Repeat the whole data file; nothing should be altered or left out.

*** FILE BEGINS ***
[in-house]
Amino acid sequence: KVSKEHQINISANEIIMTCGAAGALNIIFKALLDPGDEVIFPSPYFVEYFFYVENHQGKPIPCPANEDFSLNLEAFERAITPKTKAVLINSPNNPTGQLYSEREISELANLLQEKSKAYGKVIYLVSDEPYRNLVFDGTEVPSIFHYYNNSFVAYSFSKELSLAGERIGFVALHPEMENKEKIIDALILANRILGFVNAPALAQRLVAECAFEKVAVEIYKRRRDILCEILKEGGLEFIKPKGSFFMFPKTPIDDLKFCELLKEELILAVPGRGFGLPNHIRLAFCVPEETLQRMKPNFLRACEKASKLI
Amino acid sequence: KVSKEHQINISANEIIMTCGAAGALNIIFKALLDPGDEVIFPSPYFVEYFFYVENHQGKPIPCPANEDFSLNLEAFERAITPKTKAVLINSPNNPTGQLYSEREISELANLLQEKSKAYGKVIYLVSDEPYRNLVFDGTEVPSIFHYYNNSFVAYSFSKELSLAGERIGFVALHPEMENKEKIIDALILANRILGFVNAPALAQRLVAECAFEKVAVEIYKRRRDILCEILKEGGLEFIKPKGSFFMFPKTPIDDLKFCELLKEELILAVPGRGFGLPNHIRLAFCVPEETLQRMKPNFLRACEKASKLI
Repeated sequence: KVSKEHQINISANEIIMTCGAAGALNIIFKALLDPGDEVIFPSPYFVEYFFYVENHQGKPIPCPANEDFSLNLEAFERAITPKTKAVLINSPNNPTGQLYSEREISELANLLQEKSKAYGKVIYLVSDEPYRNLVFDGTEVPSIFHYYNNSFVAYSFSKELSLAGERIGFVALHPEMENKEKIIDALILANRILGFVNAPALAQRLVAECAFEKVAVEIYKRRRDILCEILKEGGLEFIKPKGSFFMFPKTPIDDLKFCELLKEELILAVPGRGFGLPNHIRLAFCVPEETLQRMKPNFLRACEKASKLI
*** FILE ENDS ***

[in-house]
Amino acid sequence: KVSKEHQINISANEIIMTCGAAGALNIIFKALLDPGDEVIFPSPYFVEYFFYVENHQGKPIPCPANEDFSLNLEAFERAITPKTKAVLINSPNNPTGQLYSEREISELANLLQEKSKAYGKVIYLVSDEPYRNLVFDGTEVPSIFHYYNNSFVAYSFSKELSLAGERIGFVALHPEMENKEKIIDALILANRILGFVNAPALAQRLVAECAFEKVAVEIYKRRRDILCEILKEGGLEFIKPKGSFFMFPKTPIDDLKFCELLKEELILAVPGRGFGLPNHIRLAFCVPEETLQRMKPNFLRACEKASKLI
Amino acid sequence: KVSKEHQINISANEIIMTCGAAGALNIIFKALLDPGDEVIFPSPYFVEYFFYVENHQGKPIPCPANEDFSLNLEAFERAITPKTKAVLINSPNNPTGQLYSEREISELANLLQEKSKAYGKVIYLVSDEPYRNLVFDGTEVPSIFHYYNNSFVAYSFSKELSLAGERIGFVALHPEMENKEKIIDALILANRILGFVNAPALAQRLVAECAFEKVAVEIYKRRRDILCEILKEGGLEFIKPKGSFFMFPKTPIDDLKFCELLKEELILAVPGRGFGLPNHIRLAFCVPEETLQRMKPNFLRACEKASKLI
Repeated sequence: KVSKEHQINISANEIIMTCGAAGALNIIFKALLDPGDEVIFPSPYFVEYFFYVENHQGKPIPCPANEDFSLNLEAFERAITPKTKAVLINSPNNPTGQLYSEREISELANLLQEKSKAYGKVIYLVSDEPYRNLVFDGTEVPSIFHYYNNSFVAYSFSKELSLAGERIGFVALHPEMENKEKIIDALILANRILGFVNAPALAQRLVAECAFEKVAVEIYKRRRDILCEILKEGGLEFIKPKGSFFMFPKTPIDDLKFCELLKEELILAVPGRGFGLPNHIRLAFCVPEETLQRMKPNFLRACEKASKLI